22 December 2023, 2:05pm
Darwin man charged with forced labour and servitude offences, victims rescued
Editor’s note: Vision and images are available via Hightail
A Darwin man is scheduled to appear in the Darwin Magistrates Court today (22 December, 2023) after the AFP charged him for allegedly recruiting crew to work on his fishing boat through deceptive online advertisements and holding them against their will.
An investigation was commenced by the AFP in August this year, after information was received from Queensland Police regarding two alleged victims rescued from a fishing vessel.
Investigations revealed the man allegedly posted job advertisements on Gumtree for deckhands and coxswains.
A number of additional alleged victims have been identified by police, who reported that once onboard, the man allegedly made them work without pay, mistreated and threatened them, and denied them the chance to leave the boat. This allegedly included providing his victims with minimal food and water, making them work extensive hours with little sleep, subjecting them to cruel and degrading treatment and threatening to throw them overboard into dangerous conditions.
One victim allegedly jumped from the man’s vessel in the middle of the night in crocodile infested waters in order to escape.
On 19 December, 2023, Police received a distress call in regards to a person onboard the man’s vessel, who claimed they had been starved and threated to be thrown overboard.
On 20 December, 2023, AFP and NT Police located the vessel in the Arafura Sea, where the man was arrested. The victim was allegedly located in a malnourished state and rescued from the vessel.
AFP and NT Police later executed search warrants on the vessel and the man’s home in Humpty Doo, where a number of electronic and physical items were seized. These items will be subject to further forensic examination.
The man, 47, was charged with the following offences:
- Causing a person to enter or remain in forced labour, contrary to section 270.6A(1) Criminal Code 1995 (Cth);
- Causing a person to enter or remain in servitude, contrary to section 270.5(1) Criminal Code 1995 (Cth); and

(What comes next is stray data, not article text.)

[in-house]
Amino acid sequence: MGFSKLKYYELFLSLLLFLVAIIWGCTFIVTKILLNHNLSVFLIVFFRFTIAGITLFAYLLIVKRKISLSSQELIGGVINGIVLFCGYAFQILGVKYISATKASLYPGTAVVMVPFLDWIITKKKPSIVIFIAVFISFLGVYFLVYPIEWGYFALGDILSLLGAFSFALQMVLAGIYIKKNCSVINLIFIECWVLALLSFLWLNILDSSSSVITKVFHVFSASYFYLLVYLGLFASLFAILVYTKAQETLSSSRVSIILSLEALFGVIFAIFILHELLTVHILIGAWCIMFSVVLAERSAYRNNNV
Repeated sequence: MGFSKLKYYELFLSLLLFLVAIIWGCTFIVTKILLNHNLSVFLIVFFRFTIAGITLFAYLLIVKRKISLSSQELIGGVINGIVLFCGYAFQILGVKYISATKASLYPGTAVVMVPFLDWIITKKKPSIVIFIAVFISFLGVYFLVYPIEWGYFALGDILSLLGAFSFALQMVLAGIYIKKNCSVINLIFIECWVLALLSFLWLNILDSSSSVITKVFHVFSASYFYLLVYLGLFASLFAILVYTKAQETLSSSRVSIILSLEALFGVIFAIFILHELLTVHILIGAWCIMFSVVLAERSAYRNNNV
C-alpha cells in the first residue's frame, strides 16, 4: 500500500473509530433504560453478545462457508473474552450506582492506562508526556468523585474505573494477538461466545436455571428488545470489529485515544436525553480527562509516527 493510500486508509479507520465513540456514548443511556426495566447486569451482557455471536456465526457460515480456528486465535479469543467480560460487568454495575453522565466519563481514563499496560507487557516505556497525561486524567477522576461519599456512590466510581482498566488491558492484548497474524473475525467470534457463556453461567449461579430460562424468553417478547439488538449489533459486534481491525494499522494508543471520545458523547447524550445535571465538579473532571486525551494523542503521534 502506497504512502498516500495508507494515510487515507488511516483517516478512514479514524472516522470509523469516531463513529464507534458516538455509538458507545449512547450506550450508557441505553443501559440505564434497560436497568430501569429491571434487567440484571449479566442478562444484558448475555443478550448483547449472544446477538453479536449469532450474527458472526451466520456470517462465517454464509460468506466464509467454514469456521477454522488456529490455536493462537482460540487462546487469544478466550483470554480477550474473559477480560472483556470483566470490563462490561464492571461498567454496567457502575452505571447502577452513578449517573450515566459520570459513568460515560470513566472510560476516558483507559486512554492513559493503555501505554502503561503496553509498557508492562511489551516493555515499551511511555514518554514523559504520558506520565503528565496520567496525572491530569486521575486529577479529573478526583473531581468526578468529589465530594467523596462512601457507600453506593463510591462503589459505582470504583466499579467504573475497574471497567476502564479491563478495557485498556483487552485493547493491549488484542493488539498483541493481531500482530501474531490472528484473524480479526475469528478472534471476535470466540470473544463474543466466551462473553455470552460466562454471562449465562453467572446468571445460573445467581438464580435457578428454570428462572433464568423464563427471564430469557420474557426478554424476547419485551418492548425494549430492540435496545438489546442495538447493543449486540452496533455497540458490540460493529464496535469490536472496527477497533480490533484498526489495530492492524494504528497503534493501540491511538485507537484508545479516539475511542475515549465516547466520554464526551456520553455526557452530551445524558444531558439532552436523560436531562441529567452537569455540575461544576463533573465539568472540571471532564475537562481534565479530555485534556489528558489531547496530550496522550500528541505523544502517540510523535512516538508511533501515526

- Deceptive recruiting for labour or services, contrary to section 270.7 Criminal Code 1995 (Cth).
He faces a maximum penalty of 20 years’ imprisonment for the second charge.
AFP Detective Acting Superintendent Mary Bolton said there was a common misconception that modern slavery and forced labour did not occur in Australia.
“Forced labour, and human trafficking more broadly, continues to be a significant issue in Australia. Our officers work tirelessly to combat these crimes, but we also need people to be courageous and come forward and to report instances of this type of crime,” Det Acting Supt Bolton said.
“In this particular case, we are investigating allegations this man had been offending for the past 20 years.
“We are seeking to identify further victims if this is true, and we are urging anyone who has been through this experience, or knows someone who has, to please come forward and report it to police.
“The AFP has a victim-centric approach, meaning the wellbeing and safety of our victims will always be our number one priority.”
A list of signs to identify potential human trafficking and slavery in Australia are available.
If you suspect that you or another person is experiencing, or at risk of, modern slavery or human trafficking, call 131 AFP (237) or use the AFP’s confidential online form. If you have immediate concerns for your safety, the safety of another person, or there is an emergency, dial Triple Zero (000).
The Support for Trafficked People Program is a key component of Australia’s response to support victims of human trafficking, slavery and slavery-like practices, and is delivered nationally by the Australian Red Cross.
If you or someone you know is being exploited, help is available. For information and confidential advice please contact Australian Red Cross. Call 1800 113 015 or visit redcross.org.au/stpp.
As part of the AFP’s commitment to combatting human trafficking and slavery offences in Australia, the AFP is using technology as a tool to counter these crimes and has developed a training and awareness program, entitled “Look-a-Little-Deeper” to help state and territory police and other Commonwealth agencies recognise signs of human trafficking and slavery type offences in the community.
The program is estimated to have reached more than 140,000 members of state, territory and Commonwealth agencies over the past four years.
Note to media:
Human trafficking offences involve the physical movement of people across or within borders by coercing, threatening or deceiving them for the purpose of exploiting them when they reach their destination.
Slavery and slavery like offences involve the ownership of a person or exploitation of a person in circumstances similar to slavery.